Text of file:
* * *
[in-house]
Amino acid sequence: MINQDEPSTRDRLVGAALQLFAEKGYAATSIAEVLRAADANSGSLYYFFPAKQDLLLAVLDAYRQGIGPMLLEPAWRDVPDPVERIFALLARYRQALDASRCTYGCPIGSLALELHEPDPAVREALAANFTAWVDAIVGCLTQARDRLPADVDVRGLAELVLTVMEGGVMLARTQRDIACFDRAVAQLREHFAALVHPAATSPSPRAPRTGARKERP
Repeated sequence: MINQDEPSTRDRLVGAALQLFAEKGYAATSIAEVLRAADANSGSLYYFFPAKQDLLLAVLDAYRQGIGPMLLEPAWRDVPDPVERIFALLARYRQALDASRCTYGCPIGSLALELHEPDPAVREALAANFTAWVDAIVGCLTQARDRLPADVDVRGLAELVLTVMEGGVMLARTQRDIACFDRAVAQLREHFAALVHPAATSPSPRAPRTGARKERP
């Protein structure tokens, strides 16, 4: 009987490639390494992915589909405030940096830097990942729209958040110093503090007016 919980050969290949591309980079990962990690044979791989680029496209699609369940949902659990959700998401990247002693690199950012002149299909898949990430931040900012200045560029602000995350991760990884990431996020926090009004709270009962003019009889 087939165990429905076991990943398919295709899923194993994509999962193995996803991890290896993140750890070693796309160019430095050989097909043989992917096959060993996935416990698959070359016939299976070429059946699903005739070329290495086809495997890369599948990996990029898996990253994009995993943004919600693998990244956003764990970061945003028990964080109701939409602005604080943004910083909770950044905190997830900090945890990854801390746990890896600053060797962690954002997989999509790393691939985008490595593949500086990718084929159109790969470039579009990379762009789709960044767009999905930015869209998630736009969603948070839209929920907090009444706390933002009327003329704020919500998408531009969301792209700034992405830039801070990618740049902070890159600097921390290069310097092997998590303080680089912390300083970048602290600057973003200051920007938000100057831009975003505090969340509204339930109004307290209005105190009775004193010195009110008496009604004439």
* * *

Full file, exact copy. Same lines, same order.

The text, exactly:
[in-house]
Amino acid sequence: MINQDEPSTRDRLVGAALQLFAEKGYAATSIAEVLRAADANSGSLYYFFPAKQDLLLAVLDAYRQGIGPMLLEPAWRDVPDPVERIFALLARYRQALDASRCTYGCPIGSLALELHEPDPAVREALAANFTAWVDAIVGCLTQARDRLPADVDVRGLAELVLTVMEGGVMLARTQRDIACFDRAVAQLREHFAALVHPAATSPSPRAPRTGARKERP
Repeated sequence: MINQDEPSTRDRLVGAALQLFAEKGYAATSIAEVLRAADANSGSLYYFFPAKQDLLLAVLDAYRQGIGPMLLEPAWRDVPDPVERIFALLARYRQALDASRCTYGCPIGSLALELHEPDPAVREALAANFTAWVDAIVGCLTQARDRLPADVDVRGLAELVLTVMEGGVMLARTQRDIACFDRAVAQLREHFAALVHPAATSPSPRAPRTGARKERP
């Protein structure tokens, strides 16, 4: 009987490639390494992915589909405030940096830097990942729209958040110093503090007016 919980050969290949591309980079990962990690044979791989680029496209699609369940949902659990959700998401990247002693690199950012002149299909898949990430931040900012200045560029602000995350991760990884990431996020926090009004709270009962003019009889 087939165990429905076991990943398919295709899923194993994509999962193995996803991890290896993140750890070693796309160019430095050989097909043989992917096959060993996935416990698959070359016939299976070429059946699903005739070329290495086809495997890369599948990996990029898996990253994009995993943004919600693998990244956003764990970061945003028990964080109701939409602005604080943004910083909770950044905190997830900090945890990854801390746990890896600053060797962690954002997989999509790393691939985008490595593949500086990718084929159109790969470039579009990379762009789709960044767009999905930015869209998630736009969603948070839209929920907090009444706390933002009327003329704020919500998408531009969301792209700034992405830039801070990618740049902070890159600097921390290069310097092997998590303080680089912390300083970048602290600057973003200051920007938000100057831009975003505090969340509204339930109004307290209005105190009775004193010195009110008496009604004439």